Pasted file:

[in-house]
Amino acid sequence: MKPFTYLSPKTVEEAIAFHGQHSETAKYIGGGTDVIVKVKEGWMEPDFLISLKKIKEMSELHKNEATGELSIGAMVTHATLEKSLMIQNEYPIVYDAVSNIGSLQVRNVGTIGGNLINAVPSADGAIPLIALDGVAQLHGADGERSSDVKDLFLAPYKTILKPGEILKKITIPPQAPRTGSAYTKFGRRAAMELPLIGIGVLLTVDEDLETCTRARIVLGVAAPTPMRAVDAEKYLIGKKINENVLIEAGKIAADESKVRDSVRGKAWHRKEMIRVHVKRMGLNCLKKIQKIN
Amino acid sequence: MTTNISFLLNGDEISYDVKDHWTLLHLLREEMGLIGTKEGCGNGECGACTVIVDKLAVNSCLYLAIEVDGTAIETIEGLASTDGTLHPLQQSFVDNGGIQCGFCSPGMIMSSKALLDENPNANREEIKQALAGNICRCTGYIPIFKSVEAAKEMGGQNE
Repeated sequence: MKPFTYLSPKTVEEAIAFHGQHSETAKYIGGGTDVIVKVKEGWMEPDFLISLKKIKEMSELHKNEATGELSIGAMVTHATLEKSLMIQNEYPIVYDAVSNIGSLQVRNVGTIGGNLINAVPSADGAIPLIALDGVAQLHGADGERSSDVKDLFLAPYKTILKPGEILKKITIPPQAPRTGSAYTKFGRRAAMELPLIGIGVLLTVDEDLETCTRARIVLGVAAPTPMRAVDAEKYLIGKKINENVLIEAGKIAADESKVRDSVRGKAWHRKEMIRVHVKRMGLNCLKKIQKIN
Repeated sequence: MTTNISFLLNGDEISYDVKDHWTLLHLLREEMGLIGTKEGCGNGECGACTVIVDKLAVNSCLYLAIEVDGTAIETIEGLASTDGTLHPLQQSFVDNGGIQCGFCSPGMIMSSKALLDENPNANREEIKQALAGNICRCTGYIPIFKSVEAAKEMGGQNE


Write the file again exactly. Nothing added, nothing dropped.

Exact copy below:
[in-house]
Amino acid sequence: MKPFTYLSPKTVEEAIAFHGQHSETAKYIGGGTDVIVKVKEGWMEPDFLISLKKIKEMSELHKNEATGELSIGAMVTHATLEKSLMIQNEYPIVYDAVSNIGSLQVRNVGTIGGNLINAVPSADGAIPLIALDGVAQLHGADGERSSDVKDLFLAPYKTILKPGEILKKITIPPQAPRTGSAYTKFGRRAAMELPLIGIGVLLTVDEDLETCTRARIVLGVAAPTPMRAVDAEKYLIGKKINENVLIEAGKIAADESKVRDSVRGKAWHRKEMIRVHVKRMGLNCLKKIQKIN
Amino acid sequence: MTTNISFLLNGDEISYDVKDHWTLLHLLREEMGLIGTKEGCGNGECGACTVIVDKLAVNSCLYLAIEVDGTAIETIEGLASTDGTLHPLQQSFVDNGGIQCGFCSPGMIMSSKALLDENPNANREEIKQALAGNICRCTGYIPIFKSVEAAKEMGGQNE
Repeated sequence: MKPFTYLSPKTVEEAIAFHGQHSETAKYIGGGTDVIVKVKEGWMEPDFLISLKKIKEMSELHKNEATGELSIGAMVTHATLEKSLMIQNEYPIVYDAVSNIGSLQVRNVGTIGGNLINAVPSADGAIPLIALDGVAQLHGADGERSSDVKDLFLAPYKTILKPGEILKKITIPPQAPRTGSAYTKFGRRAAMELPLIGIGVLLTVDEDLETCTRARIVLGVAAPTPMRAVDAEKYLIGKKINENVLIEAGKIAADESKVRDSVRGKAWHRKEMIRVHVKRMGLNCLKKIQKIN
Repeated sequence: MTTNISFLLNGDEISYDVKDHWTLLHLLREEMGLIGTKEGCGNGECGACTVIVDKLAVNSCLYLAIEVDGTAIETIEGLASTDGTLHPLQQSFVDNGGIQCGFCSPGMIMSSKALLDENPNANREEIKQALAGNICRCTGYIPIFKSVEAAKEMGGQNE